Whoever created this series should be forced to sit and watch it, Clockwork Orange-style until they promise to never do it again.

Monday, September 15, 2008

Where no Cake has Gone Before...

Geeks don't often come out looking good. Their absurd fidelity to the minutae of their fetishism regularly triggers the scorn of those of us with some sense of what really matter in the real world.

Case in point:

On the Food Network show 'Ace of Cakes' (geeky enough in it's own right, a show about decorating cakes) they recently did a show where they elaborately decorated a cake to look like the command deck of the original Star Trek series Enterprise. (Add geek level number two.)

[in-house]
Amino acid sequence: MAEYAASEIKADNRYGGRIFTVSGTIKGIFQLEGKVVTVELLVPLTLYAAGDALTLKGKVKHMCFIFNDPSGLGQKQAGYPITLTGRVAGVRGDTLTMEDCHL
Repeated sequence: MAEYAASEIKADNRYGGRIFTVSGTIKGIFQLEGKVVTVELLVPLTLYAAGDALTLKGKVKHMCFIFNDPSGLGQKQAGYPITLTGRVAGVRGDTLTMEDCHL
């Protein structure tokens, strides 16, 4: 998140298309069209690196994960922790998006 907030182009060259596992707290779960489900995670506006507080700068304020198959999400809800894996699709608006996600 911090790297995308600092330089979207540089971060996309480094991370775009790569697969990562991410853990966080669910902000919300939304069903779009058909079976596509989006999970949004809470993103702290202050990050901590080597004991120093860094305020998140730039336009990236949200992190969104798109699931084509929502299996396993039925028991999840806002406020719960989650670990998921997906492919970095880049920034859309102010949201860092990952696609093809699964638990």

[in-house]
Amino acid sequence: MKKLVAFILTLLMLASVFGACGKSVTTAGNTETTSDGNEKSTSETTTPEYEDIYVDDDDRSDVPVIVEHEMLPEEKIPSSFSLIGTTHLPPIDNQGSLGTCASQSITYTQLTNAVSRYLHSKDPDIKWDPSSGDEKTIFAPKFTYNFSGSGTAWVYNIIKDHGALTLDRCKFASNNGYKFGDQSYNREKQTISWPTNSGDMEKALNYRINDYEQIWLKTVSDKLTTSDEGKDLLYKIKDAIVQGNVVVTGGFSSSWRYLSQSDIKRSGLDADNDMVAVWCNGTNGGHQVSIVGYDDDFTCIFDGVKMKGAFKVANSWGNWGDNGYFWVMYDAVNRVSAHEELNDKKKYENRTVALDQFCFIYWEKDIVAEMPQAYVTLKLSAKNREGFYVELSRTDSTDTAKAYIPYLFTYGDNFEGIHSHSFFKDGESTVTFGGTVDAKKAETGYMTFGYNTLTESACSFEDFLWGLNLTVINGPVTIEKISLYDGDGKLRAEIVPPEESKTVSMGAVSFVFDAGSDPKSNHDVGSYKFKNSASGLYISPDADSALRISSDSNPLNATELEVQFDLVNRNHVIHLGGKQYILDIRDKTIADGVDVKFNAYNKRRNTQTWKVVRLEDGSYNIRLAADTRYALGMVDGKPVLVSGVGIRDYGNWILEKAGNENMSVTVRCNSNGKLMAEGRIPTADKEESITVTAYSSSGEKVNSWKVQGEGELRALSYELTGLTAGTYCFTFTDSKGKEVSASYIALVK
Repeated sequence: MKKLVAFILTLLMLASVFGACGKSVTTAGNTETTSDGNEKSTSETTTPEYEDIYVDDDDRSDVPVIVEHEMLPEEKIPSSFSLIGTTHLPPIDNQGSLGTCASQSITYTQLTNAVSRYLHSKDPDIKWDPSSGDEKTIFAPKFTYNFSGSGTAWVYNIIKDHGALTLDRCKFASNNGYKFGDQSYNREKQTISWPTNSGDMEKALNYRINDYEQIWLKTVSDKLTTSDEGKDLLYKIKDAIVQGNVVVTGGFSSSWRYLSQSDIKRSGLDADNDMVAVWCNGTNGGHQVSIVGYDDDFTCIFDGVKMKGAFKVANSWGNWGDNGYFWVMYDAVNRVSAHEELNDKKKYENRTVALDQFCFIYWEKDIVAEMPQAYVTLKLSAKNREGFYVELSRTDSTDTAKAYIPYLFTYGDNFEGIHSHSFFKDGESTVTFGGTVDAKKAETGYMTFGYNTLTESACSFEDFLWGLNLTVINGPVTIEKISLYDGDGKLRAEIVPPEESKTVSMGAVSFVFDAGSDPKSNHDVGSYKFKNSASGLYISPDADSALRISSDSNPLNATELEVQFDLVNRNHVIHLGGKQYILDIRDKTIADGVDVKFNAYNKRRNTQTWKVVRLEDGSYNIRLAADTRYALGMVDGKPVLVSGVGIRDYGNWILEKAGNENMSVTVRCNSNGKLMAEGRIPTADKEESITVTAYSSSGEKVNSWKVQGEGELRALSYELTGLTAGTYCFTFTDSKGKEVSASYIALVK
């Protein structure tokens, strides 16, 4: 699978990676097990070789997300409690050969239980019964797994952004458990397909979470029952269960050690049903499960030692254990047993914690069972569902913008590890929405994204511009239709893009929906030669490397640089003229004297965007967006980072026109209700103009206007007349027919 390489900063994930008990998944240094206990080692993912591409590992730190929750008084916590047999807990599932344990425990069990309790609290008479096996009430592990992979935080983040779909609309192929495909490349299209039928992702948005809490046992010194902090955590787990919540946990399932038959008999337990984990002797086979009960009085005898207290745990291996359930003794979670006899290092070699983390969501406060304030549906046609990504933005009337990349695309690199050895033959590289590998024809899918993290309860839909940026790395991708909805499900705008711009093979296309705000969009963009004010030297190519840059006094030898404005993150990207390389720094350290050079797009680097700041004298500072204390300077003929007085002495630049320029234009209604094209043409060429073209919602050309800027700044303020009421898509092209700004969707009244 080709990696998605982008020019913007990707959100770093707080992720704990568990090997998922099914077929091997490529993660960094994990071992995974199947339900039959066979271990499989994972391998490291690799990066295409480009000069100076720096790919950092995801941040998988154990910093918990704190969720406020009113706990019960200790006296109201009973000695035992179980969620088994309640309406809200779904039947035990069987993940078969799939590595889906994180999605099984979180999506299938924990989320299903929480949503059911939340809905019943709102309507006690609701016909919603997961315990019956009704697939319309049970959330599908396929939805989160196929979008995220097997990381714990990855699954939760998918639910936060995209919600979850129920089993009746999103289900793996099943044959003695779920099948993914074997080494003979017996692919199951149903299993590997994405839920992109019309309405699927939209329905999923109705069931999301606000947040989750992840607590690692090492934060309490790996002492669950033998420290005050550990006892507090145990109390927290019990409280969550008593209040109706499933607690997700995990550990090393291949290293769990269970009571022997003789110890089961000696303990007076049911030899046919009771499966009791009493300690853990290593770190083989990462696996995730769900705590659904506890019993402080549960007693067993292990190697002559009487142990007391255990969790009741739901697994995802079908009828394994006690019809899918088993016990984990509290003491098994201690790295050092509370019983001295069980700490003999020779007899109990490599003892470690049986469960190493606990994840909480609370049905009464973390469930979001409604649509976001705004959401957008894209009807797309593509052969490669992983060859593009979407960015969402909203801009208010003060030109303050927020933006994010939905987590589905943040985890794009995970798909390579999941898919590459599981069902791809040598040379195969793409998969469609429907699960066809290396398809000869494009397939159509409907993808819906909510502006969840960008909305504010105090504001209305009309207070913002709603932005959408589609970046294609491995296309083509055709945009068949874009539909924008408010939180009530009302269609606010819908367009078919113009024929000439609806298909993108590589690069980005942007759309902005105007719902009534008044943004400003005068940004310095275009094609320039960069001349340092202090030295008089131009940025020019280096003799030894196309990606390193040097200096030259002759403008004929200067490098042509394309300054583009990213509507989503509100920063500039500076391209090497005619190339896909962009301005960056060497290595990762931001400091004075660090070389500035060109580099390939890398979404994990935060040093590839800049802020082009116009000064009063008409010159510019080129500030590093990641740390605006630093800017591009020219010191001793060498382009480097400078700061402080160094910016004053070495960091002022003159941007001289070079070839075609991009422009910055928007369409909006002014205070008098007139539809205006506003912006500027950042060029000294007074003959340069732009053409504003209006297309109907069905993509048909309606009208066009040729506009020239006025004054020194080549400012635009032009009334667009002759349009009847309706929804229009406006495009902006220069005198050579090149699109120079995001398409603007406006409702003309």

It is cartoonily impressive.

But it gets better. Meanwhile over at trekmovie.com, they got into a good debate about it. (Level three.)
Comment number 6, Sean, goes WAY over the top - which is noted above as being parody of how Trek fans geek-out and nit-pick. This may be true, or it may be retrodicting. Either way, the need to defend it is telling in it's own right. Yet it goes on. And on. And on. The statement sparks a small online fracas that extends well beyond the borders of cakes and Trek (as if that wasn't bad enough). It gets a bit boring to be honest, but a quick skim to see how retarded it gets is worth a peek on a slow day. That is if you can handle a flame-war over the dismissive use of the word 'First' (I kid you not.) and who has the right to use ALL CAPS when and where.

Monday, September 08, 2008

A Stern Phone-call from the Boss